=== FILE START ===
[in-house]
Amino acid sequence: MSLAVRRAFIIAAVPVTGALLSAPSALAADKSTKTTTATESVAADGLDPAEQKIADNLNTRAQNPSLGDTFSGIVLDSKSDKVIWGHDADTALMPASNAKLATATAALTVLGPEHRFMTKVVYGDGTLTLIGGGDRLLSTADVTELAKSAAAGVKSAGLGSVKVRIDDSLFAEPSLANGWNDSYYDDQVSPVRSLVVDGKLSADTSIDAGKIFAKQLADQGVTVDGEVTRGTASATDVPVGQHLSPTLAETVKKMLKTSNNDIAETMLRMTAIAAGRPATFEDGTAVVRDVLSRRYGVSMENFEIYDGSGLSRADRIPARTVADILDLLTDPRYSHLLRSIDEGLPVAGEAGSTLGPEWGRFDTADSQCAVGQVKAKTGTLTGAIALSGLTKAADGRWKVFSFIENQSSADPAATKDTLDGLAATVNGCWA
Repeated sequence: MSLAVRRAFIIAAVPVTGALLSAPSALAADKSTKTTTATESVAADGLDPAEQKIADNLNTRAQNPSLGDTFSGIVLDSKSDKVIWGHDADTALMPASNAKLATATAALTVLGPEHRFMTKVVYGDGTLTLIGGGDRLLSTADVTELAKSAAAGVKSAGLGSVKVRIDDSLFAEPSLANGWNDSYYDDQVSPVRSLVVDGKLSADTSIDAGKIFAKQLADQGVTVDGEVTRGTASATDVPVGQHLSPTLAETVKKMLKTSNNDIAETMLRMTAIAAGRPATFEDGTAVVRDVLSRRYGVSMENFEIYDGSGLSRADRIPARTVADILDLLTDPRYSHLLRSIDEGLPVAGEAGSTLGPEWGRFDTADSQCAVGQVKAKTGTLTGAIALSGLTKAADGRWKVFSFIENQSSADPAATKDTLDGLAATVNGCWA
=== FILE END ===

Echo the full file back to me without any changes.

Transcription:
[in-house]
Amino acid sequence: MSLAVRRAFIIAAVPVTGALLSAPSALAADKSTKTTTATESVAADGLDPAEQKIADNLNTRAQNPSLGDTFSGIVLDSKSDKVIWGHDADTALMPASNAKLATATAALTVLGPEHRFMTKVVYGDGTLTLIGGGDRLLSTADVTELAKSAAAGVKSAGLGSVKVRIDDSLFAEPSLANGWNDSYYDDQVSPVRSLVVDGKLSADTSIDAGKIFAKQLADQGVTVDGEVTRGTASATDVPVGQHLSPTLAETVKKMLKTSNNDIAETMLRMTAIAAGRPATFEDGTAVVRDVLSRRYGVSMENFEIYDGSGLSRADRIPARTVADILDLLTDPRYSHLLRSIDEGLPVAGEAGSTLGPEWGRFDTADSQCAVGQVKAKTGTLTGAIALSGLTKAADGRWKVFSFIENQSSADPAATKDTLDGLAATVNGCWA
Repeated sequence: MSLAVRRAFIIAAVPVTGALLSAPSALAADKSTKTTTATESVAADGLDPAEQKIADNLNTRAQNPSLGDTFSGIVLDSKSDKVIWGHDADTALMPASNAKLATATAALTVLGPEHRFMTKVVYGDGTLTLIGGGDRLLSTADVTELAKSAAAGVKSAGLGSVKVRIDDSLFAEPSLANGWNDSYYDDQVSPVRSLVVDGKLSADTSIDAGKIFAKQLADQGVTVDGEVTRGTASATDVPVGQHLSPTLAETVKKMLKTSNNDIAETMLRMTAIAAGRPATFEDGTAVVRDVLSRRYGVSMENFEIYDGSGLSRADRIPARTVADILDLLTDPRYSHLLRSIDEGLPVAGEAGSTLGPEWGRFDTADSQCAVGQVKAKTGTLTGAIALSGLTKAADGRWKVFSFIENQSSADPAATKDTLDGLAATVNGCWA